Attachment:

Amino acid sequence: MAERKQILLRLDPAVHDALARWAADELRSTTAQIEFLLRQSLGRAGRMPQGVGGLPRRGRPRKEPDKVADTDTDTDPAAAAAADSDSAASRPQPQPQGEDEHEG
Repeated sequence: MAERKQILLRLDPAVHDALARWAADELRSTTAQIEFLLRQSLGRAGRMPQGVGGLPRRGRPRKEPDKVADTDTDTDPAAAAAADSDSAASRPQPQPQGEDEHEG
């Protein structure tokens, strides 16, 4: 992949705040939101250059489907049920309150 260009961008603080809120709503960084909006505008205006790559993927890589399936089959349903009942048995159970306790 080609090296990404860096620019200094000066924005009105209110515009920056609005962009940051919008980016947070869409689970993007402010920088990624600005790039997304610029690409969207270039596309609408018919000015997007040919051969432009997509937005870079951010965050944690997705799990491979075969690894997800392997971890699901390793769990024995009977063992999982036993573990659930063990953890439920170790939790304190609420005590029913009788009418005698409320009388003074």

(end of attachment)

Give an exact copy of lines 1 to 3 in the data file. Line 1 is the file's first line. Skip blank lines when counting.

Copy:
Amino acid sequence: MAERKQILLRLDPAVHDALARWAADELRSTTAQIEFLLRQSLGRAGRMPQGVGGLPRRGRPRKEPDKVADTDTDTDPAAAAAADSDSAASRPQPQPQGEDEHEG
Repeated sequence: MAERKQILLRLDPAVHDALARWAADELRSTTAQIEFLLRQSLGRAGRMPQGVGGLPRRGRPRKEPDKVADTDTDTDPAAAAAADSDSAASRPQPQPQGEDEHEG
């Protein structure tokens, strides 16, 4: 992949705040939101250059489907049920309150 260009961008603080809120709503960084909006505008205006790559993927890589399936089959349903009942048995159970306790 080609090296990404860096620019200094000066924005009105209110515009920056609005962009940051919008980016947070869409689970993007402010920088990624600005790039997304610029690409969207270039596309609408018919000015997007040919051969432009997509937005870079951010965050944690997705799990491979075969690894997800392997971890699901390793769990024995009977063992999982036993573990659930063990953890439920170790939790304190609420005590029913009788009418005698409320009388003074």